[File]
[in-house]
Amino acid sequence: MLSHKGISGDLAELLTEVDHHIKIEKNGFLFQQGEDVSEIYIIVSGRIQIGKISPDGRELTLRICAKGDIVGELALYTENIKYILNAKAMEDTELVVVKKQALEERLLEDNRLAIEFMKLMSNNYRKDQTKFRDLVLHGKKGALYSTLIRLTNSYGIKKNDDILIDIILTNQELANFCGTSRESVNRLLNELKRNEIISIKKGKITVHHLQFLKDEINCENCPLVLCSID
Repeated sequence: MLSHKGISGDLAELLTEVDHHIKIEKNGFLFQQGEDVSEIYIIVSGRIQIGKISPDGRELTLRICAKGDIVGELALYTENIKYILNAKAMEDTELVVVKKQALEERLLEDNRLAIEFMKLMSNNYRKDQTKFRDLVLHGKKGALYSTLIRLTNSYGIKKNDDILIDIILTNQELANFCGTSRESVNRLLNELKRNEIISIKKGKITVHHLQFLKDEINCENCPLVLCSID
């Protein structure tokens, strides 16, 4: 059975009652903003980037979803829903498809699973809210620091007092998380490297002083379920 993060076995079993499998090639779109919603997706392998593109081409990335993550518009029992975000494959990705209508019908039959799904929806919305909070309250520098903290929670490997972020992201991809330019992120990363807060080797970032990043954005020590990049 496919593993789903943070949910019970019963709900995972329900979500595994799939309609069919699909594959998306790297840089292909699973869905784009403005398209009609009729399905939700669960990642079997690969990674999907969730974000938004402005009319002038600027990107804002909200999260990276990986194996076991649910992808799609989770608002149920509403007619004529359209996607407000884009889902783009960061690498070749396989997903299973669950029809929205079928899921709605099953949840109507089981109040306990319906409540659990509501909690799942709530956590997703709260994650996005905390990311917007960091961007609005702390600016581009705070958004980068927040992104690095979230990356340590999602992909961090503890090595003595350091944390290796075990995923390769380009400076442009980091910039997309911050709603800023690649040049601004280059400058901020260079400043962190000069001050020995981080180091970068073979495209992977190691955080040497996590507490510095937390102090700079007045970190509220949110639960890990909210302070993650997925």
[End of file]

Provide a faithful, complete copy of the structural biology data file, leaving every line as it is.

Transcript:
[in-house]
Amino acid sequence: MLSHKGISGDLAELLTEVDHHIKIEKNGFLFQQGEDVSEIYIIVSGRIQIGKISPDGRELTLRICAKGDIVGELALYTENIKYILNAKAMEDTELVVVKKQALEERLLEDNRLAIEFMKLMSNNYRKDQTKFRDLVLHGKKGALYSTLIRLTNSYGIKKNDDILIDIILTNQELANFCGTSRESVNRLLNELKRNEIISIKKGKITVHHLQFLKDEINCENCPLVLCSID
Repeated sequence: MLSHKGISGDLAELLTEVDHHIKIEKNGFLFQQGEDVSEIYIIVSGRIQIGKISPDGRELTLRICAKGDIVGELALYTENIKYILNAKAMEDTELVVVKKQALEERLLEDNRLAIEFMKLMSNNYRKDQTKFRDLVLHGKKGALYSTLIRLTNSYGIKKNDDILIDIILTNQELANFCGTSRESVNRLLNELKRNEIISIKKGKITVHHLQFLKDEINCENCPLVLCSID
């Protein structure tokens, strides 16, 4: 059975009652903003980037979803829903498809699973809210620091007092998380490297002083379920 993060076995079993499998090639779109919603997706392998593109081409990335993550518009029992975000494959990705209508019908039959799904929806919305909070309250520098903290929670490997972020992201991809330019992120990363807060080797970032990043954005020590990049 496919593993789903943070949910019970019963709900995972329900979500595994799939309609069919699909594959998306790297840089292909699973869905784009403005398209009609009729399905939700669960990642079997690969990674999907969730974000938004402005009319002038600027990107804002909200999260990276990986194996076991649910992808799609989770608002149920509403007619004529359209996607407000884009889902783009960061690498070749396989997903299973669950029809929205079928899921709605099953949840109507089981109040306990319906409540659990509501909690799942709530956590997703709260994650996005905390990311917007960091961007609005702390600016581009705070958004980068927040992104690095979230990356340590999602992909961090503890090595003595350091944390290796075990995923390769380009400076442009980091910039997309911050709603800023690649040049601004280059400058901020260079400043962190000069001050020995981080180091970068073979495209992977190691955080040497996590507490510095937390102090700079007045970190509220949110639960890990909210302070993650997925």